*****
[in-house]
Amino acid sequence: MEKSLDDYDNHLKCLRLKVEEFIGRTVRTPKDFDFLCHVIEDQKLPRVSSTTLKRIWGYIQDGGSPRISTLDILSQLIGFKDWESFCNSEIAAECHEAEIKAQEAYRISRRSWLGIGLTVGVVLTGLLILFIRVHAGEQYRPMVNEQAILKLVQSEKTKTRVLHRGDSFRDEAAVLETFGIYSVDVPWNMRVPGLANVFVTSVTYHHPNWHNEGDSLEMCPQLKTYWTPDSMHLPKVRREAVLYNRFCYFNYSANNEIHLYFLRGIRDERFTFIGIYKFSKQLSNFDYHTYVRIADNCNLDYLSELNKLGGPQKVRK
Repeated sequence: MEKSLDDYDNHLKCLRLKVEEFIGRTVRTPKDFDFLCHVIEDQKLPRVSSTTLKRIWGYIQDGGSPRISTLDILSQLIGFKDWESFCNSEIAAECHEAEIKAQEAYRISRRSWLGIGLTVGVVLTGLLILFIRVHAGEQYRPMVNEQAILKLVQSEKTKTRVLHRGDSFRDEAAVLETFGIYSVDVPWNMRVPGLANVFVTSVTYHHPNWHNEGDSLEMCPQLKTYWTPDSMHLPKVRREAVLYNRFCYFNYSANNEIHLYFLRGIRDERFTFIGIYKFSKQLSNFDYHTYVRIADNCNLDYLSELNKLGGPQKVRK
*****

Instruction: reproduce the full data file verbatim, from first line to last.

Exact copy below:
[in-house]
Amino acid sequence: MEKSLDDYDNHLKCLRLKVEEFIGRTVRTPKDFDFLCHVIEDQKLPRVSSTTLKRIWGYIQDGGSPRISTLDILSQLIGFKDWESFCNSEIAAECHEAEIKAQEAYRISRRSWLGIGLTVGVVLTGLLILFIRVHAGEQYRPMVNEQAILKLVQSEKTKTRVLHRGDSFRDEAAVLETFGIYSVDVPWNMRVPGLANVFVTSVTYHHPNWHNEGDSLEMCPQLKTYWTPDSMHLPKVRREAVLYNRFCYFNYSANNEIHLYFLRGIRDERFTFIGIYKFSKQLSNFDYHTYVRIADNCNLDYLSELNKLGGPQKVRK
Repeated sequence: MEKSLDDYDNHLKCLRLKVEEFIGRTVRTPKDFDFLCHVIEDQKLPRVSSTTLKRIWGYIQDGGSPRISTLDILSQLIGFKDWESFCNSEIAAECHEAEIKAQEAYRISRRSWLGIGLTVGVVLTGLLILFIRVHAGEQYRPMVNEQAILKLVQSEKTKTRVLHRGDSFRDEAAVLETFGIYSVDVPWNMRVPGLANVFVTSVTYHHPNWHNEGDSLEMCPQLKTYWTPDSMHLPKVRREAVLYNRFCYFNYSANNEIHLYFLRGIRDERFTFIGIYKFSKQLSNFDYHTYVRIADNCNLDYLSELNKLGGPQKVRK